Another thing that the episode tried to argue was that dead patients are still human beings. For example, when Cristina was talking to the family of a brain-dead patient about harvesting his organs, she talked about the patient like it was a dead pile of organs that they could use on other patients. The episode shows the reaction of the family and makes the audience realize that even though a patient might be dead, they still have family and a life where people cared for them and that it’s important to think about that as well.

The second theme closely relates to the show because the show is based on the lives of many patients, many of which end up not making it. This realization that each patient has a family and a life, causes the audience of the show to be able to connect with each patient to actually feel sorry when each patient passes away in the future of the show. This also puts the audience in the shoes of the doctors, making them realize that each patient, alive or dead, is still a human beings and not just a pile of organs. Even the connection that Izzie forms with the patient strengthens this point because it shows that even though a patient may be brain dead, they’re still alive inside.

This patient hits on Meredith as she’s trying to look at his wound

Crazy Ex Girlfriend and Deconstructing the Love Triangle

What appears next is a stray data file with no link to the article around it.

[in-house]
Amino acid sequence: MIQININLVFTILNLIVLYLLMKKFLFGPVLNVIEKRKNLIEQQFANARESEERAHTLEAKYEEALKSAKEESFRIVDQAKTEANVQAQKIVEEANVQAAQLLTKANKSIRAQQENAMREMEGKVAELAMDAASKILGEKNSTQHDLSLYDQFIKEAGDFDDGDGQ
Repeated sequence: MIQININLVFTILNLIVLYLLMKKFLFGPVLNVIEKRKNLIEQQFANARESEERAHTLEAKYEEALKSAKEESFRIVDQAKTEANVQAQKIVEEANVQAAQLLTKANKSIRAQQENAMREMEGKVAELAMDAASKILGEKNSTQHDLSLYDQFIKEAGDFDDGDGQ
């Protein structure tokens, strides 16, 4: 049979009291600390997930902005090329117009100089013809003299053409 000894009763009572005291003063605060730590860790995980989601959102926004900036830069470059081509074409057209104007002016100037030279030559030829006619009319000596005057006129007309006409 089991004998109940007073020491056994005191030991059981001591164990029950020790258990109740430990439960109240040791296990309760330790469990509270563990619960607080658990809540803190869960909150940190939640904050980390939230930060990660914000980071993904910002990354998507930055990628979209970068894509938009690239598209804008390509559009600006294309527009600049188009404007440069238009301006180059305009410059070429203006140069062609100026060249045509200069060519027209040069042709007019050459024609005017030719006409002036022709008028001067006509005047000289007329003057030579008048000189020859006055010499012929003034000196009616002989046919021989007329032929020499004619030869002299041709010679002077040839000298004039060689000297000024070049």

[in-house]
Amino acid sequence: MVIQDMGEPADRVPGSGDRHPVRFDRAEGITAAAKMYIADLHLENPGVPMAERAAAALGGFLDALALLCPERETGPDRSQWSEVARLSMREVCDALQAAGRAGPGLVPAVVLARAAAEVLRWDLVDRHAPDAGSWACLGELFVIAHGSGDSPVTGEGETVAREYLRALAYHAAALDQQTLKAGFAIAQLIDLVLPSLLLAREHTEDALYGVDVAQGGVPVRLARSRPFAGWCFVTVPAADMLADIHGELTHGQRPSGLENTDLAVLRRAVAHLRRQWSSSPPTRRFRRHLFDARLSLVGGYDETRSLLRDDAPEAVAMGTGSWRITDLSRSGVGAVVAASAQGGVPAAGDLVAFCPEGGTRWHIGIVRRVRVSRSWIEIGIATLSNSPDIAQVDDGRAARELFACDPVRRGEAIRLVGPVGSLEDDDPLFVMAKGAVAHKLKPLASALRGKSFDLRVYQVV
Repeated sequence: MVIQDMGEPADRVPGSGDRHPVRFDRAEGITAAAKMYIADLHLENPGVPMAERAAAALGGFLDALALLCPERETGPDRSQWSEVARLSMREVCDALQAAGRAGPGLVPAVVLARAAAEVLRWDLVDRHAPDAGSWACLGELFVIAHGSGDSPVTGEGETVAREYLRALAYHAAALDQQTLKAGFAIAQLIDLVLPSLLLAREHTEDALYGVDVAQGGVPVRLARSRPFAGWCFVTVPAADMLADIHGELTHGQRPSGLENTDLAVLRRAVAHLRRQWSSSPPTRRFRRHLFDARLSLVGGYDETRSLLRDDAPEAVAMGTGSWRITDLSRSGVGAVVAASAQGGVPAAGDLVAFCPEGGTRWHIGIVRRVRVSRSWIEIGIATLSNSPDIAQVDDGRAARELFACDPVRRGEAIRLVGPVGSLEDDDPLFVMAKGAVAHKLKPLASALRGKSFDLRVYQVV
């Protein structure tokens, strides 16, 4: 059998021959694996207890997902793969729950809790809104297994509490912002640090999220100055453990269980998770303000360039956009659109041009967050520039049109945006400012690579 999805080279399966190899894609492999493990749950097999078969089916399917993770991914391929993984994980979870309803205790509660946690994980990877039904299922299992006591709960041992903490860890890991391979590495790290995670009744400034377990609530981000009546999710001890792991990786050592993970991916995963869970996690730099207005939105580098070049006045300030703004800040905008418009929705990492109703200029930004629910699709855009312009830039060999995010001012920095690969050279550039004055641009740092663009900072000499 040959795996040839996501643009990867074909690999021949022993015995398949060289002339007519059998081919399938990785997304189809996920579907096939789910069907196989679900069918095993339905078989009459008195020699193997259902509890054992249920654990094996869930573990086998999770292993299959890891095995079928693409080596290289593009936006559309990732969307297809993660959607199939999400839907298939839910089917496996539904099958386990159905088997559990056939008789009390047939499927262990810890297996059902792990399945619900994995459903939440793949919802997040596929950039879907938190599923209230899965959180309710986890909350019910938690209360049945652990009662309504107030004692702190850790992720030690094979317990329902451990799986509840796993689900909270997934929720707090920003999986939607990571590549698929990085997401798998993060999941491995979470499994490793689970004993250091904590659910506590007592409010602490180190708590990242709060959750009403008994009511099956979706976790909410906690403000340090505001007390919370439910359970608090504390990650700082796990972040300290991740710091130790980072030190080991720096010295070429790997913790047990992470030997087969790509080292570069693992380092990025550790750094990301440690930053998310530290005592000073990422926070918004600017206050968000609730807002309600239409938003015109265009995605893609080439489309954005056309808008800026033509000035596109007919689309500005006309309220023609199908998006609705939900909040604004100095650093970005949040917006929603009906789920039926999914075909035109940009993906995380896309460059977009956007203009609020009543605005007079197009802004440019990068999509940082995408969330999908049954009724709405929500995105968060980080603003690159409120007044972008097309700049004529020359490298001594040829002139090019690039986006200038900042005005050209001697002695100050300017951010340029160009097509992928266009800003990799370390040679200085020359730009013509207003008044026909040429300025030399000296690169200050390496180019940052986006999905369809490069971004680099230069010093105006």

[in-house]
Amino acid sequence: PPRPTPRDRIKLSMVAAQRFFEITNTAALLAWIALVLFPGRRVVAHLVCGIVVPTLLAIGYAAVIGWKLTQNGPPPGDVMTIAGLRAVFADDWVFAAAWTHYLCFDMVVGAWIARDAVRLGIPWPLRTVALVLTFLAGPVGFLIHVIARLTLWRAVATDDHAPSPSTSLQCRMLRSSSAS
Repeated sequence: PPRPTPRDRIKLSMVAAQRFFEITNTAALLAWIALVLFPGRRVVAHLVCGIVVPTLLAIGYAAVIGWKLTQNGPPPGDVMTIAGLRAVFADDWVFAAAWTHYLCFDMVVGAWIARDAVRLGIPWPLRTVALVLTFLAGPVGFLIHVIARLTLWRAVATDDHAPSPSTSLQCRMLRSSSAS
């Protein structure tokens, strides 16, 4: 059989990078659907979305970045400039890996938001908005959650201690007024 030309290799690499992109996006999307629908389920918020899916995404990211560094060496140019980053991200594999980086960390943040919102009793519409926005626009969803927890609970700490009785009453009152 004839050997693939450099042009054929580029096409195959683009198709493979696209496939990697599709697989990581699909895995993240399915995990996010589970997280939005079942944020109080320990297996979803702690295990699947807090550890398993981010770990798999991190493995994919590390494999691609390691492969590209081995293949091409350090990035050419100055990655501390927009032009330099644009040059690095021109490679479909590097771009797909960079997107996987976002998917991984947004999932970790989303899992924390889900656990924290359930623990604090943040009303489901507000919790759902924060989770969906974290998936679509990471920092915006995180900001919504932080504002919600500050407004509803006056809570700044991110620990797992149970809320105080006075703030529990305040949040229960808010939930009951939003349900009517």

In the season 2 episode “All Signs Point to Josh… Or is it Josh’s Friend?” Rebecca spends most of the 42 minutes allotted looking for a heaven sent sign that will tell her whether she should date Greg, the man whose heart she has broken multiple times, or Josh, the man she has been obsessing over since the start of the show. Although she’s genuinely distressed by her indecision, there’s a fair amount of glee in her tone when she tells her best friend Paula that she’s in a “love triangle.” The Love Triangle is a common trope in media, and what is somewhat desirable about being the apex of the triangle is that the person having to choose essentially holds all of the power in the situation, while the other two can only try their best to enrapture them. Rebecca goes through the episode weighing the pros and cons of the two men, never doubting for a second that she will decide everything and that both men want her desperately. However, outside of Rebecca’s inner world, that is clearly not the case. While both Greg and Josh do want Rebecca, they are also both consumed by more important problems: Greg must decide whether to follow through on his dream of attending Emory University (far away from the show’s setting) and Josh must try to get his adult life back on track after losing his apartment with Valencia. While Rebecca imagines that she is the one making the decision that will end the love triangle, it is actually the two men in her life that decide to opt out of the triangle, with Greg abandoning his chance of a new beginning with Rebecca in favor of Emory and Josh ending their relationship after a pregnancy scare that makes him realize he is not remotely ready to settle down. In this episode, the show essentially argues how much of a fallacy the Love Triangle trope is- in reality, people rarely have such all-consuming importance to two others, and the two ends of the triangle have just as much of a say as the apex, as demonstrated by Greg and Josh’s refusal to participate. This deconstruction of a popular trope is very much in Crazy Ex Girlfriend’s purview, as the show is largely about the delusions of the main character, who often imagines that she lives in a much more romantic and Rebecca-centric world than she really does.  In a broader interpretation, this episode’s theme confronts a fallacy that most people fall into- the fallacy that we are the protagonists of the story, and everyone else are merely side characters affected by our actions.